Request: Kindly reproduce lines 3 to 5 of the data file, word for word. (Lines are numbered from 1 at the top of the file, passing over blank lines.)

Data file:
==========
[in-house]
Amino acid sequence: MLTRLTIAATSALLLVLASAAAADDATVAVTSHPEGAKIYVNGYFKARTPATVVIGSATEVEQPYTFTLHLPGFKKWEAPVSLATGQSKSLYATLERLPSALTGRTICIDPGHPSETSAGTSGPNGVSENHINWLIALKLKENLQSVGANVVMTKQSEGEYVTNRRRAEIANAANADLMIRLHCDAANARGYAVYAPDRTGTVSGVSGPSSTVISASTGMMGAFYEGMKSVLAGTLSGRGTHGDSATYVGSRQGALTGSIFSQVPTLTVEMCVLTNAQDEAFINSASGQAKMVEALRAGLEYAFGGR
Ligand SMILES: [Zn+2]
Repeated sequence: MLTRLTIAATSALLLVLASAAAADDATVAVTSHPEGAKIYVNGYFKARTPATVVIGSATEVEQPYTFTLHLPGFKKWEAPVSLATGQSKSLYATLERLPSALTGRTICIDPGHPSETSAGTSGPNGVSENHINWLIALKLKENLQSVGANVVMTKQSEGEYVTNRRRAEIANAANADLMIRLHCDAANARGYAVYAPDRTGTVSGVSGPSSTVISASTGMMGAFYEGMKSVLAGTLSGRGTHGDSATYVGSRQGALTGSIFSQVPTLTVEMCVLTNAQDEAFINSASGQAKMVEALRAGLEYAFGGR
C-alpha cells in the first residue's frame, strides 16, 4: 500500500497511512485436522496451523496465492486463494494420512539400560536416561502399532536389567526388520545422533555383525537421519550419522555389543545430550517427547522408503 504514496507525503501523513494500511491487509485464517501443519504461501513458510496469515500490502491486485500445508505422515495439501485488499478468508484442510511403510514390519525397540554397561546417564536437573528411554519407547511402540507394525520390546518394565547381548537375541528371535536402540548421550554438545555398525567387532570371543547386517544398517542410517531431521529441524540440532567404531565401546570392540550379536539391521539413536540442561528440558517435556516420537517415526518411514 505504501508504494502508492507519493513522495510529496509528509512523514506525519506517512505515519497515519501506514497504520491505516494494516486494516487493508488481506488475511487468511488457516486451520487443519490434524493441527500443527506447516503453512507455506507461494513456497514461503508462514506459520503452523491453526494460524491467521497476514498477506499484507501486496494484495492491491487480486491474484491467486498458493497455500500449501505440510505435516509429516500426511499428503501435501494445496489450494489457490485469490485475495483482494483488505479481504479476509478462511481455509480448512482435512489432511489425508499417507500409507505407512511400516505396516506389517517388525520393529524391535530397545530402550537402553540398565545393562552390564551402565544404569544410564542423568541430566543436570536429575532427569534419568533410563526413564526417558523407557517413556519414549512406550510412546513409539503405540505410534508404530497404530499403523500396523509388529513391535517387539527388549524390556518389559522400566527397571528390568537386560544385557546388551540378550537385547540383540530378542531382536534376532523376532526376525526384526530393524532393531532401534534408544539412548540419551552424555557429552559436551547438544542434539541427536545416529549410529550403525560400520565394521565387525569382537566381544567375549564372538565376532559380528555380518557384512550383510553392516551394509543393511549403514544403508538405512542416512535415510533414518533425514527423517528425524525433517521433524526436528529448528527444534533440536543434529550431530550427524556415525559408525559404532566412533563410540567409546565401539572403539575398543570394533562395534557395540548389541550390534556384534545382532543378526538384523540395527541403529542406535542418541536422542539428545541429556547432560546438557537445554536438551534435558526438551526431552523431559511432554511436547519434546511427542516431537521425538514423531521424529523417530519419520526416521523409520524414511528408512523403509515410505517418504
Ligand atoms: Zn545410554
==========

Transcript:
Ligand SMILES: [Zn+2]
Repeated sequence: MLTRLTIAATSALLLVLASAAAADDATVAVTSHPEGAKIYVNGYFKARTPATVVIGSATEVEQPYTFTLHLPGFKKWEAPVSLATGQSKSLYATLERLPSALTGRTICIDPGHPSETSAGTSGPNGVSENHINWLIALKLKENLQSVGANVVMTKQSEGEYVTNRRRAEIANAANADLMIRLHCDAANARGYAVYAPDRTGTVSGVSGPSSTVISASTGMMGAFYEGMKSVLAGTLSGRGTHGDSATYVGSRQGALTGSIFSQVPTLTVEMCVLTNAQDEAFINSASGQAKMVEALRAGLEYAFGGR
C-alpha cells in the first residue's frame, strides 16, 4: 500500500497511512485436522496451523496465492486463494494420512539400560536416561502399532536389567526388520545422533555383525537421519550419522555389543545430550517427547522408503 504514496507525503501523513494500511491487509485464517501443519504461501513458510496469515500490502491486485500445508505422515495439501485488499478468508484442510511403510514390519525397540554397561546417564536437573528411554519407547511402540507394525520390546518394565547381548537375541528371535536402540548421550554438545555398525567387532570371543547386517544398517542410517531431521529441524540440532567404531565401546570392540550379536539391521539413536540442561528440558517435556516420537517415526518411514 505504501508504494502508492507519493513522495510529496509528509512523514506525519506517512505515519497515519501506514497504520491505516494494516486494516487493508488481506488475511487468511488457516486451520487443519490434524493441527500443527506447516503453512507455506507461494513456497514461503508462514506459520503452523491453526494460524491467521497476514498477506499484507501486496494484495492491491487480486491474484491467486498458493497455500500449501505440510505435516509429516500426511499428503501435501494445496489450494489457490485469490485475495483482494483488505479481504479476509478462511481455509480448512482435512489432511489425508499417507500409507505407512511400516505396516506389517517388525520393529524391535530397545530402550537402553540398565545393562552390564551402565544404569544410564542423568541430566543436570536429575532427569534419568533410563526413564526417558523407557517413556519414549512406550510412546513409539503405540505410534508404530497404530499403523500396523509388529513391535517387539527388549524390556518389559522400566527397571528390568537386560544385557546388551540378550537385547540383540530378542531382536534376532523376532526376525526384526530393524532393531532401534534408544539412548540419551552424555557429552559436551547438544542434539541427536545416529549410529550403525560400520565394521565387525569382537566381544567375549564372538565376532559380528555380518557384512550383510553392516551394509543393511549403514544403508538405512542416512535415510533414518533425514527423517528425524525433517521433524526436528529448528527444534533440536543434529550431530550427524556415525559408525559404532566412533563410540567409546565401539572403539575398543570394533562395534557395540548389541550390534556384534545382532543378526538384523540395527541403529542406535542418541536422542539428545541429556547432560546438557537445554536438551534435558526438551526431552523431559511432554511436547519434546511427542516431537521425538514423531521424529523417530519419520526416521523409520524414511528408512523403509515410505517418504